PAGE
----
• Closing — If you make the decision to close your business, keep the guest relationship in mind to encourage a future visit. Messaging should be professional. Regardless of the reality we face, you want to present a calm and factual statement without too much detail, to preserve future business.
    • Include a message on your website home and reservations pages.
    • Turn off your booking engine for the expected duration.
    • Record a message on your main phone line. Consider setting up a system to automatically forward calls to mobile lines.
    • Post signage on your storefront.
    • Provide website, phone number and social handles, as appropriate.
  • Other Resources

VNV Events & Efforts

Sales & Partnership

The sales team continues to offer support to partners, meeting planners, travel agents and tour operators. We are using this time to deepen relationships, to ensure business is rebooked when the time comes. We are also in touch with our DMO partners to share best practices and coordinate efforts.

Sales #1


VNV owned and earned channels continue to focus on Phase I messaging throughout the shelter in home orders.

Phase II is triggered by signs that public health orders are lifting as new cases of the coronavirus diminish. We are also watching consumer sentiment on travel in the drive market. Paid advertising would begin. Phase III paid efforts depend on budget, but a more robust campaign could include partner co-op opportunities. Also exploring OTA options for more immediate bookings. A framework of paid advertising is below (download full presentation here), more details will be shared in the coming months.

Coronavirus Marketing #1

Earned Media

The trend for “Virtual Tastings” and “recipes” to create from your pantry continues, which resulted in a television segment April 2 on Good Day Sacramento. Additionally, content collected on how partners are “giving back” was shared with local, regional and national media on March 31. A sampling of resulting media coverage is below.

A Media Relations update will be sent out on April 3. In the meantime, please continue to update and add content to the Google Doc.

Owned - Social Media

Engagement is up almost 50% per post compared to last month. Conversational posts are most popular with more than 150 comments each. Social sentiment is overwhelmingly positive — visitors can’t wait to come back to Napa Valley.

Audience - not much change since crisis:

  • Instagram - Napa, LA, NY, SF, Chicago
  • Facebook - LA, Napa, Sac, NY, Houston

Daily Social Content Calendar - plan your participation

  • As people are social distancing and remaining at home, social media is experiencing an engagement boom. VNV’s engagement per post has increased about 50% over the last two weeks. Now is the time to engage with your audiences and keep Napa Valley top of mind with an inspirational tone of voice.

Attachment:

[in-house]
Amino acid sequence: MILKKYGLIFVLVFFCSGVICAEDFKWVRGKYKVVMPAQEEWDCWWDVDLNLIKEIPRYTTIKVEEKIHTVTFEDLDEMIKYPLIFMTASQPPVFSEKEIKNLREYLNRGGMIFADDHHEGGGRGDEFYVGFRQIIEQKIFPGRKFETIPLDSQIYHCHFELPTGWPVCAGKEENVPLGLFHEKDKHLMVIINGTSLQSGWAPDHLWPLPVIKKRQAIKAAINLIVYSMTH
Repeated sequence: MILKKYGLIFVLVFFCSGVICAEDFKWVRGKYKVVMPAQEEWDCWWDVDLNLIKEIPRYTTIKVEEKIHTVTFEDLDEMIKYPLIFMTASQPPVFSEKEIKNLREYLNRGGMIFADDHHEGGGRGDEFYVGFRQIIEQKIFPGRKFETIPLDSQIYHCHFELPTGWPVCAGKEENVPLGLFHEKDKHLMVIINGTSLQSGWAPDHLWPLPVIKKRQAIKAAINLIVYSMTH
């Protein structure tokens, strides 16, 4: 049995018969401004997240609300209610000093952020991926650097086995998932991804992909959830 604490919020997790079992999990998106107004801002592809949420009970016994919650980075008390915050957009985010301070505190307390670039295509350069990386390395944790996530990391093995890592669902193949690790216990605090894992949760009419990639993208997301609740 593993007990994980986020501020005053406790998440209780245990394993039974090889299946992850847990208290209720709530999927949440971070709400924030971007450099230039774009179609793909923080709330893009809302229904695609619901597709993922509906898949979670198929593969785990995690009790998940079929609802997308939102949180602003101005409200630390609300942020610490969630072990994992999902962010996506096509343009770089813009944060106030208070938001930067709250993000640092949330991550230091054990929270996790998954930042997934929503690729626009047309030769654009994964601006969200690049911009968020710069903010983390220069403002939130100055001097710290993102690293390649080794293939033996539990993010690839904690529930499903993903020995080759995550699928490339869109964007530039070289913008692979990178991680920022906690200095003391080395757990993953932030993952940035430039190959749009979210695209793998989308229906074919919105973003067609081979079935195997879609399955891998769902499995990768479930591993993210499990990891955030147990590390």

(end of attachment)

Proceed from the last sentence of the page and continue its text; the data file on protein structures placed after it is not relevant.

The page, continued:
• Social media is being used for its original purpose: to connect and share stories. It is important to stay connected with your audience and remain present, mindful of language and tone. It's also important to be flexible and change messaging as news develops. Currently, VNV is executing on a strategy of ‘a moment of zen,’ connecting with our audience by providing a happy distraction in their social feeds with beautiful landscape images, spring renewal (bud break, mustard, wildflowers, farm animals, etc), and by encouraging fans to bring ‘a taste of Napa Valley’ into their homes.
  • Imagery/themes to avoid: Events, large groups of people, people hugging or touching, anything that might imply improper social distancing. Avoid using negative phrases such as “stuck at home,” “pandemic,” “safety,” “chaos,” or anything that might sound scary. Instead, use phrases like “cozy up at home,” “current situation,” “uncertainty,” “healthy,” etc. Also avoid any language that suggests people not comply with shelter in place orders.


Facebook #1

Facebook #2

Facebook #3



Instagram #1

Instagram #2

Instagram #3



Website #1


Owned - Website

Audience - has changed to more local since crisis:

  • Typical users - #1 San Francisco, #2 & #3 Los Angeles & Napa, #4 Chicago, #5 New York
  • Current users - #1 Napa, #2 Santa Clara, #3 San Francisco, #4 Chicago, #5 Los Angeles
Owned - Consumer Email

Sent 3/26:

Consumer #1

Local News

CDC Information

View Frequently Asked Questions from the CDC, which includes:

  • Coronavirus Disease Basics
  • How it Spreads
  • How to Protect Yourself
  • Symptoms and Testing

View FAQ


View Five Facts from the CDC about Coronavirus, which includes:

  • For most people, the immediate risk of becoming seriously ill is currently low
  • Simple things to do to keep yourself and others healthy

View Facts